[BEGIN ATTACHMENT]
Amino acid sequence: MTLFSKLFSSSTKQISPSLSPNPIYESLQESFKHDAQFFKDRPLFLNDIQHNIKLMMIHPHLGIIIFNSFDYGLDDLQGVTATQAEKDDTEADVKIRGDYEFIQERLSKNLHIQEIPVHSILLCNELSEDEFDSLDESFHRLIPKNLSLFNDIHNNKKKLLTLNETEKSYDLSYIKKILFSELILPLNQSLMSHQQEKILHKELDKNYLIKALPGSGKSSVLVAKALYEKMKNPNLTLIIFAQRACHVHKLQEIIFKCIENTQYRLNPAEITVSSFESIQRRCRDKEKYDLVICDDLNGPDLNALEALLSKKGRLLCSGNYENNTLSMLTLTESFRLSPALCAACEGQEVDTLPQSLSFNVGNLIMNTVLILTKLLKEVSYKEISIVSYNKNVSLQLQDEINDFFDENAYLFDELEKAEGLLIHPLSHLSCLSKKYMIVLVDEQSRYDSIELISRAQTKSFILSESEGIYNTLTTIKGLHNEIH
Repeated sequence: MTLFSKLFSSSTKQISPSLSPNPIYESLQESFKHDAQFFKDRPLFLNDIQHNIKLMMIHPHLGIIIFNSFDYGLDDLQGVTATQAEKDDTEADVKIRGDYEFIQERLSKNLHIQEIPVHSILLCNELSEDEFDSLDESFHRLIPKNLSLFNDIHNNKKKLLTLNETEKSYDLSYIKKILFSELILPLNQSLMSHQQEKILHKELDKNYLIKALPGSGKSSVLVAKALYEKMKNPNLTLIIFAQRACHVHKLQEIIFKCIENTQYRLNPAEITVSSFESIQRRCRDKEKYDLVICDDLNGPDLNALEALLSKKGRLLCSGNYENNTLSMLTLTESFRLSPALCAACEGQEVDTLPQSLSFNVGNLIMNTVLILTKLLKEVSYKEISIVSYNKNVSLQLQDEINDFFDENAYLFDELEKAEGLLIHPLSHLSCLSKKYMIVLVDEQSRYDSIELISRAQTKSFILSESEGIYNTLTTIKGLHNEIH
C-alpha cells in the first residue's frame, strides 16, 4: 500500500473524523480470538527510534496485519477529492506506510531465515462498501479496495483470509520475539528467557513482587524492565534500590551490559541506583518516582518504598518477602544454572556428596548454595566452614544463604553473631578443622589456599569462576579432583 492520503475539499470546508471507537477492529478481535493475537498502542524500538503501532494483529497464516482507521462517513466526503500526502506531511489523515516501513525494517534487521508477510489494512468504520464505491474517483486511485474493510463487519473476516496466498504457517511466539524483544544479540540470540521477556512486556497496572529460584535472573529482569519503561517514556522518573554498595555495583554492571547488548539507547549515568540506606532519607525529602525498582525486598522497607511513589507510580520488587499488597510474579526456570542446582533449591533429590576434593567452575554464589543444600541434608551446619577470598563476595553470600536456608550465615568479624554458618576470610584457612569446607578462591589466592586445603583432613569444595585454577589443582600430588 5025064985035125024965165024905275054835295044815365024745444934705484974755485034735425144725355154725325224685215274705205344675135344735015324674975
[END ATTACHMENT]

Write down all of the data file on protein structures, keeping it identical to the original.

Amino acid sequence: MTLFSKLFSSSTKQISPSLSPNPIYESLQESFKHDAQFFKDRPLFLNDIQHNIKLMMIHPHLGIIIFNSFDYGLDDLQGVTATQAEKDDTEADVKIRGDYEFIQERLSKNLHIQEIPVHSILLCNELSEDEFDSLDESFHRLIPKNLSLFNDIHNNKKKLLTLNETEKSYDLSYIKKILFSELILPLNQSLMSHQQEKILHKELDKNYLIKALPGSGKSSVLVAKALYEKMKNPNLTLIIFAQRACHVHKLQEIIFKCIENTQYRLNPAEITVSSFESIQRRCRDKEKYDLVICDDLNGPDLNALEALLSKKGRLLCSGNYENNTLSMLTLTESFRLSPALCAACEGQEVDTLPQSLSFNVGNLIMNTVLILTKLLKEVSYKEISIVSYNKNVSLQLQDEINDFFDENAYLFDELEKAEGLLIHPLSHLSCLSKKYMIVLVDEQSRYDSIELISRAQTKSFILSESEGIYNTLTTIKGLHNEIH
Repeated sequence: MTLFSKLFSSSTKQISPSLSPNPIYESLQESFKHDAQFFKDRPLFLNDIQHNIKLMMIHPHLGIIIFNSFDYGLDDLQGVTATQAEKDDTEADVKIRGDYEFIQERLSKNLHIQEIPVHSILLCNELSEDEFDSLDESFHRLIPKNLSLFNDIHNNKKKLLTLNETEKSYDLSYIKKILFSELILPLNQSLMSHQQEKILHKELDKNYLIKALPGSGKSSVLVAKALYEKMKNPNLTLIIFAQRACHVHKLQEIIFKCIENTQYRLNPAEITVSSFESIQRRCRDKEKYDLVICDDLNGPDLNALEALLSKKGRLLCSGNYENNTLSMLTLTESFRLSPALCAACEGQEVDTLPQSLSFNVGNLIMNTVLILTKLLKEVSYKEISIVSYNKNVSLQLQDEINDFFDENAYLFDELEKAEGLLIHPLSHLSCLSKKYMIVLVDEQSRYDSIELISRAQTKSFILSESEGIYNTLTTIKGLHNEIH
C-alpha cells in the first residue's frame, strides 16, 4: 500500500473524523480470538527510534496485519477529492506506510531465515462498501479496495483470509520475539528467557513482587524492565534500590551490559541506583518516582518504598518477602544454572556428596548454595566452614544463604553473631578443622589456599569462576579432583 492520503475539499470546508471507537477492529478481535493475537498502542524500538503501532494483529497464516482507521462517513466526503500526502506531511489523515516501513525494517534487521508477510489494512468504520464505491474517483486511485474493510463487519473476516496466498504457517511466539524483544544479540540470540521477556512486556497496572529460584535472573529482569519503561517514556522518573554498595555495583554492571547488548539507547549515568540506606532519607525529602525498582525486598522497607511513589507510580520488587499488597510474579526456570542446582533449591533429590576434593567452575554464589543444600541434608551446619577470598563476595553470600536456608550465615568479624554458618576470610584457612569446607578462591589466592586445603583432613569444595585454577589443582600430588 5025064985035125024965165024905275054835295044815365024745444934705484974755485034735425144725355154725325224685215274705205344675135344735015324674975